Her smile I spotted now a couple of years ago. An ad mans dream smile. Certain I am that anyone who knows her will find their day brightened just by her smile.

A Party, My Party, A Street Party

It’s been a few years since I last held an end of Fringe party. This year I suggested the idea to Merrisa. She took on the idea and was able to help out with a data projector and a bar tab to help the evening start with a bang.
Going with a bang (was appropriate as some of the Fringe staff didn’t make it due to a fire at the mound)

The venue this year The City Cafe, Blair Street. We took over their downstairs function space.

It was a perfect space. The right size for the numbers that had arrived throughout the night. The bar staff at the start of the night must have regreted the fact to start with they were working on the downstairs bar. As being a smoker I did have to make a break a few times during the night for a cigarette; and upstairs seemed a little quieter than normal. But at the end even working in a bar can be fun when you've the right mix of people and my party does have the ability of bringing the right group of people together.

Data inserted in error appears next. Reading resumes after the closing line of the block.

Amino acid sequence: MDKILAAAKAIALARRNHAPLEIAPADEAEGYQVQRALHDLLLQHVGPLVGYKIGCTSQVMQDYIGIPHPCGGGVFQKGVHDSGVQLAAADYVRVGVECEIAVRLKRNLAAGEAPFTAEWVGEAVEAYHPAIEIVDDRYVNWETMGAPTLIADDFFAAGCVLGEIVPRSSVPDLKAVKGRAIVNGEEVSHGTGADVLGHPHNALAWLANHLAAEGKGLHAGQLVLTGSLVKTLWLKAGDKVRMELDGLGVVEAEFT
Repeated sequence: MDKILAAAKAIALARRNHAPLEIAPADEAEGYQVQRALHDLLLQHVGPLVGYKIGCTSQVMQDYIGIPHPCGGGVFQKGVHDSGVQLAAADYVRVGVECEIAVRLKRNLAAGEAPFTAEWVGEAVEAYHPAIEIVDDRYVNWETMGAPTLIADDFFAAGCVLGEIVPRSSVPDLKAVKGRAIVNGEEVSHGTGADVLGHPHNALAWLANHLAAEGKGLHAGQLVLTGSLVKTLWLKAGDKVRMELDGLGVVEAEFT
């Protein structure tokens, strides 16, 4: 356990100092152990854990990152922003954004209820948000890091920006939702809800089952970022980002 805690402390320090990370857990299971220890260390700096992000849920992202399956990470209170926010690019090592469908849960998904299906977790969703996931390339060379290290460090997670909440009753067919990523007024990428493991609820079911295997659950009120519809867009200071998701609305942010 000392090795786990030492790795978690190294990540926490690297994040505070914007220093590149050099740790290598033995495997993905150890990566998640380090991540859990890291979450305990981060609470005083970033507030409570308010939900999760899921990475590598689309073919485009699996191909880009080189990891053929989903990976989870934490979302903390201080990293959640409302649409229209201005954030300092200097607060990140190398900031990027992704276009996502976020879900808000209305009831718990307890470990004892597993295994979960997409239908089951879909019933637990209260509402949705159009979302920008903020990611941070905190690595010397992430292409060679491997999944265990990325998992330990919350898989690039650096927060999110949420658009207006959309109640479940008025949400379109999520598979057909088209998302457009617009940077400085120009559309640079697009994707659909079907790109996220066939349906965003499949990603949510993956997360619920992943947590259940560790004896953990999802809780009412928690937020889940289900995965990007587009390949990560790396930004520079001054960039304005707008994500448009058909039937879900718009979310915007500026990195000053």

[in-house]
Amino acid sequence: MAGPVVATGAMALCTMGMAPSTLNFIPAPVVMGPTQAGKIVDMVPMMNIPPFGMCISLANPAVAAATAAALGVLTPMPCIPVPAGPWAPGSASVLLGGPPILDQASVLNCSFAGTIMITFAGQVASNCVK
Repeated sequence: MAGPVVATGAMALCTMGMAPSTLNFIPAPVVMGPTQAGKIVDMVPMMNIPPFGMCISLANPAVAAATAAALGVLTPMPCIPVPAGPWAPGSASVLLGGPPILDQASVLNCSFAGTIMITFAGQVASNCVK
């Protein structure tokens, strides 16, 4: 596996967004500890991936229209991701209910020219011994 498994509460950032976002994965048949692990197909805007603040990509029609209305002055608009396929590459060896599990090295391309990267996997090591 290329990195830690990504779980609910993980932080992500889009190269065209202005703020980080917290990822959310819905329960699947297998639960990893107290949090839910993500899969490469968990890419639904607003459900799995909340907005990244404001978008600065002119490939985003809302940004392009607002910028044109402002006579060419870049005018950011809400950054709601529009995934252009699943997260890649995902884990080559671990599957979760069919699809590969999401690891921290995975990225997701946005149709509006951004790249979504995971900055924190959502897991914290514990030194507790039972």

Performers, Fringe staff, rubbish busters and one or two invited guests.
I was amazed that being it was a slide show party that people were watching. Imagine back a few years to when you might have been invited to holiday photo slide shows; something that you’d do your best to avoid. This one seemed to have attracked everyone that mattered.
“Even Phil Kay, who I’d shot just a few days before made it down.”

Once again I’d been told that I had to put down a hat. It’s not something I do easily. It’s great to be appreciated, and that’s the reason I do it. I’d rather have work borrowed or in a worst case scenario stolen, than put prices on it to sell. Not everyone can afford a photo valued at hundreds of pounds, but as a gift it’s value increases beyond compare. My hat was light. My origami line thought of on the night went down well. “An original line by Mr Brown.” Not borrowed or stolen from the many botteling speeches I’ve heard.